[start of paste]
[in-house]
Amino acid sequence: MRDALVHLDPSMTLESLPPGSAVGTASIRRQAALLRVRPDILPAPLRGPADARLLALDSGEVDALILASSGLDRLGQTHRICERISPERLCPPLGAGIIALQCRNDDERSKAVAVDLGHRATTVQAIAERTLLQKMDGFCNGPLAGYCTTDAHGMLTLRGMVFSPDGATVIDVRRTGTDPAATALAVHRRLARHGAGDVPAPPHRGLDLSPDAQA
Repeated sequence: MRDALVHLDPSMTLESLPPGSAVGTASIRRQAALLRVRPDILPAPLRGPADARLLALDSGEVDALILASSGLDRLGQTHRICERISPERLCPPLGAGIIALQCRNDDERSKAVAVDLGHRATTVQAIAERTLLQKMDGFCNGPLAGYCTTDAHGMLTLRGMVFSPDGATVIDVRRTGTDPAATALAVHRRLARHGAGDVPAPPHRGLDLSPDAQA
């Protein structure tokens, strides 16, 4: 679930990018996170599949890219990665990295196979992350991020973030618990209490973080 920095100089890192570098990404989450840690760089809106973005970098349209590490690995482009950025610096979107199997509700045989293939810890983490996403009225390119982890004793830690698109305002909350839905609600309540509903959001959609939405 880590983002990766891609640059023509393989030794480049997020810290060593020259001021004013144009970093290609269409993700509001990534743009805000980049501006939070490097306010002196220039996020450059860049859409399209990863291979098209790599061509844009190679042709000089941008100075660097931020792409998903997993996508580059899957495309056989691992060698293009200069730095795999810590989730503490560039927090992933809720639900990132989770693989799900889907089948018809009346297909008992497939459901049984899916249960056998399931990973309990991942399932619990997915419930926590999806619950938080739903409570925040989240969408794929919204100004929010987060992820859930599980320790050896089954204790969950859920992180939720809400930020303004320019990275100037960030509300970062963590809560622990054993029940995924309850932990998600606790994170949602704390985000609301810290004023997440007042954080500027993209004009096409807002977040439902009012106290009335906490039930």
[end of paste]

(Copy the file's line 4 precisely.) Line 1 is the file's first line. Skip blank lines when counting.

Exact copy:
């Protein structure tokens, strides 16, 4: 679930990018996170599949890219990665990295196979992350991020973030618990209490973080 920095100089890192570098990404989450840690760089809106973005970098349209590490690995482009950025610096979107199997509700045989293939810890983490996403009225390119982890004793830690698109305002909350839905609600309540509903959001959609939405 880590983002990766891609640059023509393989030794480049997020810290060593020259001021004013144009970093290609269409993700509001990534743009805000980049501006939070490097306010002196220039996020450059860049859409399209990863291979098209790599061509844009190679042709000089941008100075660097931020792409998903997993996508580059899957495309056989691992060698293009200069730095795999810590989730503490560039927090992933809720639900990132989770693989799900889907089948018809009346297909008992497939459901049984899916249960056998399931990973309990991942399932619990997915419930926590999806619950938080739903409570925040989240969408794929919204100004929010987060992820859930599980320790050896089954204790969950859920992180939720809400930020303004320019990275100037960030509300970062963590809560622990054993029940995924309850932990998600606790994170949602704390985000609301810290004023997440007042954080500027993209004009096409807002977040439902009012106290009335906490039930």